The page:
Hi, happy Friday. Looks like we've fixed the problem with this site. If you're still having trouble please let us know. Hopefully you're not, and so you'll be excited that Paul Tumey is here with a piece on the Seattle comic book scene.

Seattle has a new underground comics scene. One is tempted to say “again,” recalling the boom of the 1990s with Peter Bagge, Jim Woodring, and the like. More accurately, the scene has endured. For a while now, participation in the Seattle comics scene has not been dependent on being a published cartoonist. Rather, it’s something one does, at one’s own level and the hell with commercial or social restraints. This attitude has nurtured a vibrant sub-culture that is only just now emerging. What we are seeing in the last year or so is the latest natural engorgement of talent and effort coalescing and expanding, like a pustule that could someday pop in goopy glory (goop is a quality that frequently occurs in the work of a cluster of the emerging new Seattle cartoonists who seem to delight in grossness and disfigurement, perhaps inspired by the twisted, organic forms found in the comics of  Bagge, Woodring, and Co.).


Ralph Steadman profiled at the AV Club.

Leon Sadler continues to be the best young cartoonist in England. When will people catch up with Leon? Hard to say. I hope soon. Beats the shit out of anything else, short of James Jarvis (speaking of new books) and Will Sweeney.

New comic from Lala Albert.

Sophie Yanow, interviewed.

Stefano Raffaele interviewed by Alex Dueben.

I think Sean Collins is involved in this Tumblr? It's interesting.

My first thought when I got this press release (below) in my inbox was "are these people retarded"? They know there was an actual sculptor named David Smith, right? Was that before or after the New York Times mentioned it? It's like naming your protagonist Franz Kline and then pretending it's a coincidence. And there's PR and then there's lying: Scott McCloud's first fiction graphic novel was published in 1998. It's here.

My favorite part of the release is the transparent pandering of the plot. He can do anything, but what will he do? OMG! And there's a GIRL involved? Booooonnnnnneeeerrr! A deal with DEATH? Wasn't that the plot of Bill & Ted's part 2? Or some Swedish shit? I'm surprised McCloud didn't squeeze in a zombie to complete the marketing potential. And gee, that palette sure seems familiar. Oh man, comics is such a fucked up medium right now, one in which artists who are supposed to be "smart" construct incredibly dumb books to appeal to some invisible marketing demographic. Well, I'm sure this'll make a great TED talk. So, without (much) further ado, here in all its glory is the stupidest press release of 2014. Have a good weekend. Try to forget about this part of comics (y'know, where it's become really safe and dumb). Order an actual good comic book from 2014 instead.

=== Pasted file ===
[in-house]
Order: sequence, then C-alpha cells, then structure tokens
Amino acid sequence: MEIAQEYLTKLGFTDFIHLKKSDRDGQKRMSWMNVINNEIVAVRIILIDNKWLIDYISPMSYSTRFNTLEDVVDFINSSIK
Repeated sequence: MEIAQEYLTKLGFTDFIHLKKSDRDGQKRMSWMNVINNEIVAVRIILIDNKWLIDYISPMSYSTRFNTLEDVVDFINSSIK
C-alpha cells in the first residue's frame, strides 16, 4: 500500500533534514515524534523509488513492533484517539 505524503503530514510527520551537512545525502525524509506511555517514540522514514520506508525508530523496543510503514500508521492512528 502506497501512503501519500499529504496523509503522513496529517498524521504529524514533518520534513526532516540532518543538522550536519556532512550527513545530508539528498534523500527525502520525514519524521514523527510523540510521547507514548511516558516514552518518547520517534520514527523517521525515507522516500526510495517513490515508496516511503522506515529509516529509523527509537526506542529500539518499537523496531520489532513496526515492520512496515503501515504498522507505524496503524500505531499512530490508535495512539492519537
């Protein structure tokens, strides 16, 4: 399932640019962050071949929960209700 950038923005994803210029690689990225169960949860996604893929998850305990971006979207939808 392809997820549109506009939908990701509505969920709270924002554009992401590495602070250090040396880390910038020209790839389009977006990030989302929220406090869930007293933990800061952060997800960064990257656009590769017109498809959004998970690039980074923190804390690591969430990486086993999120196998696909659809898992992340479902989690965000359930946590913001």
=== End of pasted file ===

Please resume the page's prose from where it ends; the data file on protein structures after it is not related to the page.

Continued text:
The New York Times has the official announcement and a piece of excerpt artwork:

The Sculptor will be on sale on February 3rd, 2015.

“I've wanted to tell the story of The Sculptor since before writing Understanding Comics, and the book's creation has turned into an incredible learning experience for me and, I hope, an exciting READING experience for comics-lovers. It took me five years to write and draw, and I promise I used every single minute to make it the best book I can,” says Scott McCloud.

In The Sculptor, David Smith is giving his life for his art—literally. Thanks to a deal with Death, the young sculptor gets his childhood wish: to sculpt anything he can imagine with his bare hands. But now that he only has 200 days to live, deciding what to create is harder than he thought, and discovering the love of his life at the 11th hour isn't making it any easier!

This is a story of desire taken to the edge of reason and beyond; of the frantic, clumsy dance steps of young love; and a gorgeous, street-level portrait of the world's greatest city. It's about the small, warm, human moments of everyday life…and the great surging forces that lie just under the surface. Scott McCloud wrote the book on how comics work; now he vaults into great fiction with a breathtaking, funny, and unforgettable new work.

“To work with Scott McCloud on any project of his choosing was a long held hope of mine. But to join him as he sheds the theorist and embraces ambitious, adult fiction—that's a dream come true. Scott is one of the hardest working authors I know, and he has tasked himself with a very tall order on The Sculptor. The result soars beyond my shamelessly high expectations,” says McCloud’s editor, First Second Editorial Director Mark Siegel.

Scott McCloud is the award-winning author of Understanding Comics, Making Comics, Zot!, and many other fiction and non-fiction comics spanning 30 years. An internationally-recognized authority on comics and visual communication, technology, and the power of storytelling, McCloud has lectured at Google, Pixar, Sony, and the Smithsonian Institution. His online thoughts, stories, and inventions can be found at


Gina Gagliano

First Second Books